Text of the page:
Unsurprisingly, the industries whose reputations have been most badly hurt in the last 12 months are car manufacturers (down 31 points), banks (down 24 points), and investment and brokerage firms (down 27 points), according to a new poll on consumer attitudes.
Supermarkets, hospitals and computer companies are among the industries that enjoy the best reputation for serving their consumers.
Every year, The Harris Poll asks a cross-section of adults whether they think about 20 leading industries do a good or a bad job of serving their consumers. The latest poll finds very big changes in the last 12 months. Some industries have seen their reputations crumble. Some show modest slippage. A few show significant improvement.
In the midst of the current debate about health care reform, health insurance companies (down 10 points) and pharmaceutical companies (down six points) have slipped while hospitals have improved by six points.
However, life insurance companies improved (up 12 points) while health insurance lost ground.
Supermarkets, hospitals, online search engines, packaged food companies, and computer companies enjoy the best reputation for serving their consumers. The percentage of adults who think they are doing a good job are 92% for supermarkets, 78% for hospitals, 76% for online search engines and 72% for packaged food, computer hardware and software companies.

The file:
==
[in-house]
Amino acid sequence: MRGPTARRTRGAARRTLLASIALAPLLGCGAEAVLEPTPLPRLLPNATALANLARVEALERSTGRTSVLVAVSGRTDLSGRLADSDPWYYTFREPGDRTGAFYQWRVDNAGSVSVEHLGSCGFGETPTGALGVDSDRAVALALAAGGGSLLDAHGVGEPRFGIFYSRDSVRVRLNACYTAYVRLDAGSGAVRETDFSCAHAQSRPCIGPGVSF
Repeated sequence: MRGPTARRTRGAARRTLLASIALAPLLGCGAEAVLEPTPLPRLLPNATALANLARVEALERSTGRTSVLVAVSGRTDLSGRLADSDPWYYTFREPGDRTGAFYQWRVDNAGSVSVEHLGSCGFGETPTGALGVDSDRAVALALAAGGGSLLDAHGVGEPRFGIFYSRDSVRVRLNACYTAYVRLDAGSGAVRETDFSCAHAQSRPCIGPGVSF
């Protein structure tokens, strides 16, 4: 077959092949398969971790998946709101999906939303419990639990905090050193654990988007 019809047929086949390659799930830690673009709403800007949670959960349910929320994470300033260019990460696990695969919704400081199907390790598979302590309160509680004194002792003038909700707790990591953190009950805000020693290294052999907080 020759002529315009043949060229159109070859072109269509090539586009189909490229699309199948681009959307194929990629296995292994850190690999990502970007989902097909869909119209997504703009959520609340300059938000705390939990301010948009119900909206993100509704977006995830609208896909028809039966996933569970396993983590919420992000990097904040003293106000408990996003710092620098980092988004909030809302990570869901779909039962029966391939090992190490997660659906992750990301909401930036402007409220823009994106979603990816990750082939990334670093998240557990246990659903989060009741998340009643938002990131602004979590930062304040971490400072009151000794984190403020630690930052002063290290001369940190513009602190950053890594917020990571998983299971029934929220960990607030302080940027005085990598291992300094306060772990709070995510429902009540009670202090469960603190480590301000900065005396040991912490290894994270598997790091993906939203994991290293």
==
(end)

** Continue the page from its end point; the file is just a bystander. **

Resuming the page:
The most unpopular industries, using this measure, are tobacco, oil, managed care and health insurance. These are the only industries on the list used in the survey where more than half of all adults believe they are doing a bad job: tobacco companies (63% doing a bad job), oil companies (60%), health insurance (58%) and managed care (54%).
Other industries with relatively high negative ratings include investment and brokerage firms (46%), car manufacturers (45%), pharmaceuticals (45%), banks (38%), and cable companies (37%).
Airlines show a bigger improvement this year than any other industry. Tobacco (while still at the bottom of the list), life insurance, and computer hardware companies have also improved.
The score used to measure changes over time, since Harris first asked these questions in 1997, is the number of adults saying “good job” for each industry minus those saying “bad job.” Using this measure, airlines are up 16 points, from 18 to 34 (which is still far lower than their score of 66 in 1998), life insurance is up 12 points, from 26 to 38, and tobacco companies are up 11 points, from minus 43 to minus 32.
The biggest declines using the same measure (those saying “good job” minus those saying “bad job”) are for car manufacturers, and investment and brokerage firms. The car manufacturers’ score has dropped 31 points from 37 to 6. Banks are down 24 points from 46 to 22. Investment and brokerage firms are down 27 points from 24 to minus 3.
Other industries that have slipped include health insurance (down 10 points), Internet service providers (down 7 points), and pharmaceuticals (down 6 points).
The Harris Poll surveyed 1,010 U.S. adults by telephone between July 8 and 13, 2009.
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